September 15, 2006

Kid606 feat. Johnny P - Seaya Face and P.J. Body


MC Johnny P disses Jamaican women who keep their skin brown but bleach their faces to look “pretty,” but his message will likely to be lost on the dancefloor. Not that many THC-clogged minds would ponder our man’s critique of post-colonial fallout in the first place (the “P.J. body” is of black PM P.J. Patterson and the “Seaya face” is inspired by Caucasian PM Edward Seaga). Johnny’s baritone accent is so thick and rapidly spat in a typical raggacore fashion that most listeners will just nod along to. That being said, this is Kid606’s strongest excursion in dancehall. He delivers a faithful dubstep groove that tick-tocks to an ace Middle Eastern poly-rhythm and synth growls that resemble a lazer gun shooting blanks (I assure you that they got funk). The fact that this track is produced by the same mastermind behind the vandalistic Ma$e remix, “It’ll Take Millions in Plastic Surgery to Make Me Black” has left me a little mystified though.

Shockout / SHOCK12
[Cameron Macdonald]

January 27, 2006

Drop the Lime - Shot Shot Hearts EP

Luca Venezia (Drop the Lime) made Attention Deficit Disorder sound sexy last year by shoving so many ideas, cartoon noises, and breakcore rhythms into each second of his joint, This Means Forever. He also showed off his pipes that were equally hardcore punk rant as well as a gristled call to art students to get jacked up on booze and gangsta kultcha. His latest EP, Shot Shot Hearts shows an abundance of ideas, along with emphasizing that the man can croon.

Opener Hometaker slaps the listeners face with gabber bass and splattergore beats with an equally discomforting swauve, R&B synth melody that steps into the room midway through. The following Get On It is another rumbler with an acid-beat that oddly grooves as much as it bludgeons. Venezia then undergoes a refreshing transformation as a blue-eyed soulman who launches from his influences rather than imitate them, unlike an Englishman named Mr. Lidell. He delivers a boogeyman serenade in Cold Hearts, which is made more ghoulish with smooth, night sky synths and splintered beats that sound like a warehouse inhabited by squatters. Venezia finally lets his voice stand alone without any noise to distract listeners away in Tonight, an acapella number that might make millions of tweens fall in love with him, earn him riches and later earn him a five-minute segment in a VH1 Where Are They Now? special by 2016.

Tigerbeat6 / 130
[Cameron Macdonald]

January 27, 2006

Kid606 - Done with the Scene EP

“Done with the Scene” is the song of an artist still trying to figure out what to do next. A droning, electro-pop synth melody first stares at the sunset while holding his chin with both hands. The song then grows more restless as a steady mid-tempo beat pushes the momentum with bits of guitar dropping in and a brazen Spaghetti Western-synth shouting out the melody. The song title suggests that Miguel Depedro is trying to move on after quitting his habit of being a yin-yang, either releasing records as a noisenik who smashes everything in a room with a whiffle bat or releasing Mother’s Day presents of synth-pop. As to where he goes next, it’s difficult to predict. The Done with the Scene EP gives some suggestions with remixes of a few tracks from his album Resilience as well as a cover of Annie’s cult hit, “Heartbeat.” In the latter, Depedro’s treatment keeps its focus on the song’s hook by smothering it with fuzzed-up shoegazer textures and scattered, mumbled vocals. It could’ve been much stronger without the odd synth screeches and the rather disjointed synching of everything.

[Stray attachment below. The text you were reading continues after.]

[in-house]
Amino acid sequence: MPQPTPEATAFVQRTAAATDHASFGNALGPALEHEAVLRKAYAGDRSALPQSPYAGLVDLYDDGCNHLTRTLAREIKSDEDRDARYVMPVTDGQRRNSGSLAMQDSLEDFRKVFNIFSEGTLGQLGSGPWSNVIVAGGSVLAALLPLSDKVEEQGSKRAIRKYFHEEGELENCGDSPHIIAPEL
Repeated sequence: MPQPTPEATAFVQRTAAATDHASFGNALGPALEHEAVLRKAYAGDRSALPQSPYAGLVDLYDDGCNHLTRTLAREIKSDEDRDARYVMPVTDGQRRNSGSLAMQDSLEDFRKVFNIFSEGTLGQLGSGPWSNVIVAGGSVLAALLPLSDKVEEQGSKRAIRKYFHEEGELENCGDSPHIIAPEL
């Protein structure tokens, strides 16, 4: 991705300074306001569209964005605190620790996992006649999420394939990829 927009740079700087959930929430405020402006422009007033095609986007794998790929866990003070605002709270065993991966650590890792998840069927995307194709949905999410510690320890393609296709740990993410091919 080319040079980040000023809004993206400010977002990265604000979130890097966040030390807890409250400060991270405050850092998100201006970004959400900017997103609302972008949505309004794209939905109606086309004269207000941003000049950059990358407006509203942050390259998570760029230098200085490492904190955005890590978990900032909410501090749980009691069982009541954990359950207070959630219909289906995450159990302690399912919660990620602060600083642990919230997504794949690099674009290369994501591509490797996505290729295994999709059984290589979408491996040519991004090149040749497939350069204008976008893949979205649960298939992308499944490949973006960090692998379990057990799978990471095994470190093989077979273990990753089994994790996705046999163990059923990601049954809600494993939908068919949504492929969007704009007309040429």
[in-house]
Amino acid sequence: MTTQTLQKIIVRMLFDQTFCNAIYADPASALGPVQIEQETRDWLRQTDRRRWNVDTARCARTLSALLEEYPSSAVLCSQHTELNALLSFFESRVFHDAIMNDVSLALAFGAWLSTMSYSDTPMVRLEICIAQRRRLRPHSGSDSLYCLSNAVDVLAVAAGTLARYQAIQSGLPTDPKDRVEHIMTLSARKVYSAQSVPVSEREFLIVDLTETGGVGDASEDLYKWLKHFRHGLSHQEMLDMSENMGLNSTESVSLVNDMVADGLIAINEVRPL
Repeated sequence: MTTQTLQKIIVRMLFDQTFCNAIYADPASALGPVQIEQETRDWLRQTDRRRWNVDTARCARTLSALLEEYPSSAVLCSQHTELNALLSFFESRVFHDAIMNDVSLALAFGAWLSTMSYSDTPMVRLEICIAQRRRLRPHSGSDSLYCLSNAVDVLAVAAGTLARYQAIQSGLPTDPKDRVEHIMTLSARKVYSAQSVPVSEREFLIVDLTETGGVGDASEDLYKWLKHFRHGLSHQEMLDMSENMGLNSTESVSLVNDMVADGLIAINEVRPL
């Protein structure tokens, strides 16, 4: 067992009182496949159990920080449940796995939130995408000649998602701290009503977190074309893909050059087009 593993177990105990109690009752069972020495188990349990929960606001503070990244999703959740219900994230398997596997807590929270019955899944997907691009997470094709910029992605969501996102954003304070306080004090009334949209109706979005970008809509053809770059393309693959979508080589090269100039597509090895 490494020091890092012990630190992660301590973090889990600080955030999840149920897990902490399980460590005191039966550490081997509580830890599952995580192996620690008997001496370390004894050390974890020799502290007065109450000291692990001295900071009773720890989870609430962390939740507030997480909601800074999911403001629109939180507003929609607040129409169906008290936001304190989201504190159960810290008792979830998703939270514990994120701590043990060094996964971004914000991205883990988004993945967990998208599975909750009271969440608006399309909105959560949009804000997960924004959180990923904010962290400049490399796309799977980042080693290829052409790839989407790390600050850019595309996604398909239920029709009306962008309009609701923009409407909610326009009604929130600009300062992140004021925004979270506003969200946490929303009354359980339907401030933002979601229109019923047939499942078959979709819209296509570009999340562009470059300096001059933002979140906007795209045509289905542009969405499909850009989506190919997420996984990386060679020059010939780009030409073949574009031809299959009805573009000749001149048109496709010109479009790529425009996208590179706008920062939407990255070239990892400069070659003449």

As for the remixes, post-rock stars Mogwai infuse “Down” with rawer energy by piercing the song with feedback and garbled beats, along with playing hide-and-seek with the melody. Bravecaptain places a cosmic glint to “Down” with cascading synth work and live, rolling beats that is all sublime until the band gets cute by singing the song title. Elsewhere, Her Space Holiday turns “Spanish Song” into a song that could play on an in-store video at The Gap, and Swedish post-techno maven Dwayne Sodaberk steals the show by radically mutating the melody from the gentle guitar ballad, “King of Harm” into a rampaging, post-punk dirge that resembles an Interpol b-side. Sodaberk’s remix is brave as hell for risking utter failureGod knows what he would’ve done with “Heartbeat.”

Tigerbeat6 / 126
[Cameron Macdonald]